The Public Service Events’ NHS Informatics conference took place recently, where industry experts discussed the issue of whether the NHS needed to improve on its “digital dialogue with patients” – providing them with digital information about their health and how to manage it themselves – or whether it should not go fully digital by default, instead opting for a digital first approach.
According to Dr Charles Gutteridge, the national clinical director for informatics at the Department of Health, data in the NHS was still displayed in ways that “are incredibly old-fashioned”.
“We have to portray data in ways that ordinary people can understand and that makes my work as a professional easier,” he said, adding that this would not in any way diminish the role of doctors.
Giles Wilmore, director of patient and public voice and information at the NHS Commissioning Board Authority, agrees with this stance: “Patients that are able to access their record online become much more informed about their own health and care and in control of the choices they make. That improves their quality of experience and outcome and also the efficiency and smooth running of the system,” he said.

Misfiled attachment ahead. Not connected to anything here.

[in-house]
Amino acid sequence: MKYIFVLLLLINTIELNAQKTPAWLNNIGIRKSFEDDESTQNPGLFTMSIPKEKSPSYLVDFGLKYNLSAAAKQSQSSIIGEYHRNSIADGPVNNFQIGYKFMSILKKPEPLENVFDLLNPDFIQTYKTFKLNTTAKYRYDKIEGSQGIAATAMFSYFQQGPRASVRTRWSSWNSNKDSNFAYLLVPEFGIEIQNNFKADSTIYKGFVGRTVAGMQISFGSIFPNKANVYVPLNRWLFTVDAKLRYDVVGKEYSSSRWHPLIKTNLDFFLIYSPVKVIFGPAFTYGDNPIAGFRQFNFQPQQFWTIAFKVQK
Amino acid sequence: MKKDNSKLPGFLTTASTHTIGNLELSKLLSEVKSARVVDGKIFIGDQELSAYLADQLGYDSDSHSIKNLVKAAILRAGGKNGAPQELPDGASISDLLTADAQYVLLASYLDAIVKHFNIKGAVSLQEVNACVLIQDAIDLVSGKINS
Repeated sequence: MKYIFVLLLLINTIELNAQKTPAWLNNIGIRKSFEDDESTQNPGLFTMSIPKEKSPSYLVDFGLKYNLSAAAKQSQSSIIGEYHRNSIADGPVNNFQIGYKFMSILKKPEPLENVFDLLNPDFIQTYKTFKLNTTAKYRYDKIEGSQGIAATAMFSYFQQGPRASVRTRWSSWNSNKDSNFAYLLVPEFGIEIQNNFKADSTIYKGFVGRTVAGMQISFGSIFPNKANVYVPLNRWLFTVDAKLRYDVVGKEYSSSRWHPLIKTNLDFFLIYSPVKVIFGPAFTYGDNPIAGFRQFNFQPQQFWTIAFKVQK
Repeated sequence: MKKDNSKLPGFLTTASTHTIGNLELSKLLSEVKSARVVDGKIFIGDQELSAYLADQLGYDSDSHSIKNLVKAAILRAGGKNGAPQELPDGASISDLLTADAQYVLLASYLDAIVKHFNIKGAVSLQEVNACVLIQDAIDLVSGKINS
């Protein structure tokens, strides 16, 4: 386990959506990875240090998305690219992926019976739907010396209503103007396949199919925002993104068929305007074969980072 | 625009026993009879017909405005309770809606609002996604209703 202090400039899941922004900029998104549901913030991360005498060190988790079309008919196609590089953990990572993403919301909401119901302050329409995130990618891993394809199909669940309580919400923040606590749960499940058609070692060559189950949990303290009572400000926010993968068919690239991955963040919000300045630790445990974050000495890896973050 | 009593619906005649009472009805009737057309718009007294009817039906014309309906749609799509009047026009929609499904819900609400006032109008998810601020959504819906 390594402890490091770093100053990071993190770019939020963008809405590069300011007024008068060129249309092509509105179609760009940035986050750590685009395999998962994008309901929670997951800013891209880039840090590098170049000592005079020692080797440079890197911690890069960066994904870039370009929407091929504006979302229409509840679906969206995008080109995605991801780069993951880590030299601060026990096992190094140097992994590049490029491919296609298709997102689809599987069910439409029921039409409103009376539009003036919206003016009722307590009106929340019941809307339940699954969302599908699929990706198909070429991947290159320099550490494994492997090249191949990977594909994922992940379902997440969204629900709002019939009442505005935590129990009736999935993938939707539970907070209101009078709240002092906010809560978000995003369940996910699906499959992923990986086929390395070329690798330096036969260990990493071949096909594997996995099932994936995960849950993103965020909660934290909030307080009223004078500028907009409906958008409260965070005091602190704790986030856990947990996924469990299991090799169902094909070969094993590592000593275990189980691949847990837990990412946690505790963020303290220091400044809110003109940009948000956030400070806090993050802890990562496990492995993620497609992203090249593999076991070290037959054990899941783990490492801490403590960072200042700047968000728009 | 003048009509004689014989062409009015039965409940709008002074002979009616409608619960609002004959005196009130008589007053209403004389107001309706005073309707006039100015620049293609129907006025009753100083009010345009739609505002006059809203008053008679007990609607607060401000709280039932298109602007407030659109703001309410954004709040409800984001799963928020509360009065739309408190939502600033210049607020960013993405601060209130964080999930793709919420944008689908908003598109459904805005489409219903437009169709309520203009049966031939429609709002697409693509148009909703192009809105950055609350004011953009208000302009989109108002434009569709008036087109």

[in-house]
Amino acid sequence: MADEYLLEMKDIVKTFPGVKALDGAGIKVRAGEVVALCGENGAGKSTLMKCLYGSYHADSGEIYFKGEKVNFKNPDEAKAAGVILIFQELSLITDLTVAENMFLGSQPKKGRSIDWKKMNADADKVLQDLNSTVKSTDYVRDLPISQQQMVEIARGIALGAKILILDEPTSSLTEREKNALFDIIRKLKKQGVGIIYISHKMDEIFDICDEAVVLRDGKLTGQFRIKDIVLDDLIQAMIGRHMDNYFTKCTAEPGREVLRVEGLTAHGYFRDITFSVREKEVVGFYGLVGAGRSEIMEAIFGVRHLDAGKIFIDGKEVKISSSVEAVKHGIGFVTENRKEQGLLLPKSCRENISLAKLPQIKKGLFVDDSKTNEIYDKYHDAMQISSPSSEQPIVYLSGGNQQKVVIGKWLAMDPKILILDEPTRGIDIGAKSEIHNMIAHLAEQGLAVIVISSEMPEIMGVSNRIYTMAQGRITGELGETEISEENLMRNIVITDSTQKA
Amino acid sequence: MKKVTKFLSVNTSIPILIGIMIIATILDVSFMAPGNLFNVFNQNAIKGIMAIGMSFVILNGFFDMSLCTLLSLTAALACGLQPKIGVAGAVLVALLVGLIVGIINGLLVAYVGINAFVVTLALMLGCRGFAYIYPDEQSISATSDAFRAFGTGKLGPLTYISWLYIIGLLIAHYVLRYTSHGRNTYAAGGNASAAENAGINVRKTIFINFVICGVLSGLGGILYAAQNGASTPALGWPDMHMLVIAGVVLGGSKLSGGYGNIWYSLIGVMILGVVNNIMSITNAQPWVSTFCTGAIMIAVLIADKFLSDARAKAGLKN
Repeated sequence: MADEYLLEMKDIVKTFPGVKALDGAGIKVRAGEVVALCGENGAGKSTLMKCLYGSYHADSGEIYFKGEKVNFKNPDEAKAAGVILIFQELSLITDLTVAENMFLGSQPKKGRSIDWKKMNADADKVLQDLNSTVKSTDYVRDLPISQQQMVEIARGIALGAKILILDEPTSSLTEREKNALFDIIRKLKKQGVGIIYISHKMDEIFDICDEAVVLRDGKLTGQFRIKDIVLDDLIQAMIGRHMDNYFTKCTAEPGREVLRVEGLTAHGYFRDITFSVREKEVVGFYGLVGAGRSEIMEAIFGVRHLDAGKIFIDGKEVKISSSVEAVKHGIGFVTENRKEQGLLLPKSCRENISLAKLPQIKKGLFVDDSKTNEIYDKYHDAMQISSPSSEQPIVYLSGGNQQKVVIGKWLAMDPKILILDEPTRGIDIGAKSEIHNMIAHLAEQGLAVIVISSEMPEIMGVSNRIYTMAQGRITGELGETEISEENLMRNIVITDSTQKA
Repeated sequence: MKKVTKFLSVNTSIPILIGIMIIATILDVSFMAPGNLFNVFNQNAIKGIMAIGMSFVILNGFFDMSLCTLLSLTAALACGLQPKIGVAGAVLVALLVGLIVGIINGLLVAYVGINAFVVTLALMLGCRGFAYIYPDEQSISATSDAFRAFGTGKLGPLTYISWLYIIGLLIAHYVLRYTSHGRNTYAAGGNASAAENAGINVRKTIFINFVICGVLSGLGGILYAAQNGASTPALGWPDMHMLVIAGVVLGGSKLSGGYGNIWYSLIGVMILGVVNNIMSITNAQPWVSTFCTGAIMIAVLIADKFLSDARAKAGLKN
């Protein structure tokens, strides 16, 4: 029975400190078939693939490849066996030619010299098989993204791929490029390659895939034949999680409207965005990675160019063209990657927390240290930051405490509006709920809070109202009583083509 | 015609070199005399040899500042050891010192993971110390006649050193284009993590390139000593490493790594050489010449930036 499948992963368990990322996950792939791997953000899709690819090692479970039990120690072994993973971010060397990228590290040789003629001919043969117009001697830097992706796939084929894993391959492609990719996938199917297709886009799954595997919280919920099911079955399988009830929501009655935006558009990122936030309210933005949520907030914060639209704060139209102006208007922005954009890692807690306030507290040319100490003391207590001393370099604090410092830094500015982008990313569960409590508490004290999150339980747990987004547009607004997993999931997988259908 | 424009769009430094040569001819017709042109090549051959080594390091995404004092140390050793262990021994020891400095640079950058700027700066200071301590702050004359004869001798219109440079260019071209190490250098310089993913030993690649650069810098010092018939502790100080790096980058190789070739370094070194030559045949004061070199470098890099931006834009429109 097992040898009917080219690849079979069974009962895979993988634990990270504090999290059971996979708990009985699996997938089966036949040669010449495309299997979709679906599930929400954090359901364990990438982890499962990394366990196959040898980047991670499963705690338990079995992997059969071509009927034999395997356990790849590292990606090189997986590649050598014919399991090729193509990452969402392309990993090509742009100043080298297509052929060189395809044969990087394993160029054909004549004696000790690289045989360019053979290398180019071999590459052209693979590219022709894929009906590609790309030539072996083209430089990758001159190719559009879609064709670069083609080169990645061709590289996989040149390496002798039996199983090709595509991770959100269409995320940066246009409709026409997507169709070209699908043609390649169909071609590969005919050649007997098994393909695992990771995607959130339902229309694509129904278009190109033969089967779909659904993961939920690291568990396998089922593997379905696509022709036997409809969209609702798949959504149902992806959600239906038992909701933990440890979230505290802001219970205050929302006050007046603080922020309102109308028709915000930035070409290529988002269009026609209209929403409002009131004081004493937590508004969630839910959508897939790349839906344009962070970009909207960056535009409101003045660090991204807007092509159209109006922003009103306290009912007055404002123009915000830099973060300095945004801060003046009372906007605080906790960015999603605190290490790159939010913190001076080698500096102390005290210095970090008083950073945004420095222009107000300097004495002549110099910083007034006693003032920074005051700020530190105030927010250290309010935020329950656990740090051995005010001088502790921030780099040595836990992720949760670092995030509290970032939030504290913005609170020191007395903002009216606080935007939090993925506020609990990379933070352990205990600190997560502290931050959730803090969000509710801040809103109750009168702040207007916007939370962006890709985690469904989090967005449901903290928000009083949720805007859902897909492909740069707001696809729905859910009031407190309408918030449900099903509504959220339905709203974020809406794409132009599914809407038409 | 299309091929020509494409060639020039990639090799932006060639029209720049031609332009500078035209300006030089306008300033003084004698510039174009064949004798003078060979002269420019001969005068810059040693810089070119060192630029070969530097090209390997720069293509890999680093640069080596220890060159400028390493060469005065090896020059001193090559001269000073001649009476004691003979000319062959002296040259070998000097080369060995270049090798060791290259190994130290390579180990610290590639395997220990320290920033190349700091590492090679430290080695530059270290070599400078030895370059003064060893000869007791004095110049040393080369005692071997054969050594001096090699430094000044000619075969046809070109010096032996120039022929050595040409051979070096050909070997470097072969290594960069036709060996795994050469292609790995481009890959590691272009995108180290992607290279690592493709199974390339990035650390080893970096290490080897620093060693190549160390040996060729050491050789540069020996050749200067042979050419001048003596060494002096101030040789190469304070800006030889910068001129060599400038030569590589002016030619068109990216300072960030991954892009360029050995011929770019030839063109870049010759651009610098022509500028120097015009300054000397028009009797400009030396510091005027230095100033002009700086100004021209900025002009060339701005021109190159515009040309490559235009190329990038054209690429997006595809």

However, Phil Walker, head of digital information policy at the Department of Health, does not want to give control of records to citizens: “They may be able to add to them, they may be able comment on them, they may be equal partners in how they develop. But they cannot control.”
He believes that the NHS cannot fully embrace the government’s digital by default agenda, rather it should modernise services by making services ‘digital first’ while also giving patients the option of how they want to communicate with NHS, make appointments etc – by phone, by going to their clinic or online.
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